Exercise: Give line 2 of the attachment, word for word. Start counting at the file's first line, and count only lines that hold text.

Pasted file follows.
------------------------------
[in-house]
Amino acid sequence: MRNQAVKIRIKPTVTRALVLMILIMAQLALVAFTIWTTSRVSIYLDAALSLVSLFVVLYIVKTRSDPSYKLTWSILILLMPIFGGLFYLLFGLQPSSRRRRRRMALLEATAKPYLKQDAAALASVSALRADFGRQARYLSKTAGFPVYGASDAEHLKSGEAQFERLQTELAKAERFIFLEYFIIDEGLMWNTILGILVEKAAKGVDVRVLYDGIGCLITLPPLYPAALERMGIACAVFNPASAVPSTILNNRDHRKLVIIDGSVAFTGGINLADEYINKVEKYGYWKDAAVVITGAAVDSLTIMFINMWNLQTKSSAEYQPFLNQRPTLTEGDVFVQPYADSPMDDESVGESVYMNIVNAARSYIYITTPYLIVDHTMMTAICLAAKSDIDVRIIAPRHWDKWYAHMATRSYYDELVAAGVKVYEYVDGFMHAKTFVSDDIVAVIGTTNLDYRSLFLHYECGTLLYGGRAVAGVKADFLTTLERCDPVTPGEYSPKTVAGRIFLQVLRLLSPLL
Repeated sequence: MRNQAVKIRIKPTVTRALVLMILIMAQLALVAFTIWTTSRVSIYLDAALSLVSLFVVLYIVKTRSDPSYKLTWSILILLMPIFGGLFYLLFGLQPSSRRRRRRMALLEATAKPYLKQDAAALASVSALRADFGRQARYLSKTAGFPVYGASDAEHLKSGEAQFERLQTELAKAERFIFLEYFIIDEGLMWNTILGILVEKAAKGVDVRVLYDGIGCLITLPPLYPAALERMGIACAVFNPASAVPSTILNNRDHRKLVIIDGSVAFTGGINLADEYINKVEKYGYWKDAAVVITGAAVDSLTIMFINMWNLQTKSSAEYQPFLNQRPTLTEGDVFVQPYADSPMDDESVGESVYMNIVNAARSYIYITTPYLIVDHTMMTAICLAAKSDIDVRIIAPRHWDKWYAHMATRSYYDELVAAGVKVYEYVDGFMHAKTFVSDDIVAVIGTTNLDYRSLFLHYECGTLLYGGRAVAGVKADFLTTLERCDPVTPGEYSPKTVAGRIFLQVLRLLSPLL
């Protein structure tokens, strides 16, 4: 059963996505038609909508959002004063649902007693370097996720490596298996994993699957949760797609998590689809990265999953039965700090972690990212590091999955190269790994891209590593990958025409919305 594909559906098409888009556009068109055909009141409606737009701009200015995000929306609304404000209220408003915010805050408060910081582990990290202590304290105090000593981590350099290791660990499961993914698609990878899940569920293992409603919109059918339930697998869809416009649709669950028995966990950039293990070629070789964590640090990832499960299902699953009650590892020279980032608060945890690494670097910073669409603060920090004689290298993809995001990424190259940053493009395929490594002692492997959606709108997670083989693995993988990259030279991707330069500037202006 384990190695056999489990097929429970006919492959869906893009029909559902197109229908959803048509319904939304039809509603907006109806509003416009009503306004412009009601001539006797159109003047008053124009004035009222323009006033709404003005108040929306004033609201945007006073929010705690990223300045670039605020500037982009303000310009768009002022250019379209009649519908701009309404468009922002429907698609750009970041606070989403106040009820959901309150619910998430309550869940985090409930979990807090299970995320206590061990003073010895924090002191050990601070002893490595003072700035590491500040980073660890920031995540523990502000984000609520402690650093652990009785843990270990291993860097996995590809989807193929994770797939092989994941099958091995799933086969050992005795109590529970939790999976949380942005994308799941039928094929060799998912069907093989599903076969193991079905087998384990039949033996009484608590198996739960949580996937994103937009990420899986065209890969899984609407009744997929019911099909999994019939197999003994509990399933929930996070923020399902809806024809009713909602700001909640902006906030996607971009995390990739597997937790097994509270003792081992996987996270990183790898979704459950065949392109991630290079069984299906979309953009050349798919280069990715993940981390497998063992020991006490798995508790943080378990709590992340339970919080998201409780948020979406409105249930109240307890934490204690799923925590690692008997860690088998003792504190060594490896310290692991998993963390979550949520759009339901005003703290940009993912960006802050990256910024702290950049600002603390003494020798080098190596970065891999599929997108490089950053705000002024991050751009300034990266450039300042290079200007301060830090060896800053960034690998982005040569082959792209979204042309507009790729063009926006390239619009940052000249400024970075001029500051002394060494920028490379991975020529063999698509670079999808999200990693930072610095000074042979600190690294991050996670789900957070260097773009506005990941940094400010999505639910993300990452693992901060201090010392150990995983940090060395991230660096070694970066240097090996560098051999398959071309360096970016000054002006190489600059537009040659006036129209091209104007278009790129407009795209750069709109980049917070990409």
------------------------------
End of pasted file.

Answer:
Amino acid sequence: MRNQAVKIRIKPTVTRALVLMILIMAQLALVAFTIWTTSRVSIYLDAALSLVSLFVVLYIVKTRSDPSYKLTWSILILLMPIFGGLFYLLFGLQPSSRRRRRRMALLEATAKPYLKQDAAALASVSALRADFGRQARYLSKTAGFPVYGASDAEHLKSGEAQFERLQTELAKAERFIFLEYFIIDEGLMWNTILGILVEKAAKGVDVRVLYDGIGCLITLPPLYPAALERMGIACAVFNPASAVPSTILNNRDHRKLVIIDGSVAFTGGINLADEYINKVEKYGYWKDAAVVITGAAVDSLTIMFINMWNLQTKSSAEYQPFLNQRPTLTEGDVFVQPYADSPMDDESVGESVYMNIVNAARSYIYITTPYLIVDHTMMTAICLAAKSDIDVRIIAPRHWDKWYAHMATRSYYDELVAAGVKVYEYVDGFMHAKTFVSDDIVAVIGTTNLDYRSLFLHYECGTLLYGGRAVAGVKADFLTTLERCDPVTPGEYSPKTVAGRIFLQVLRLLSPLL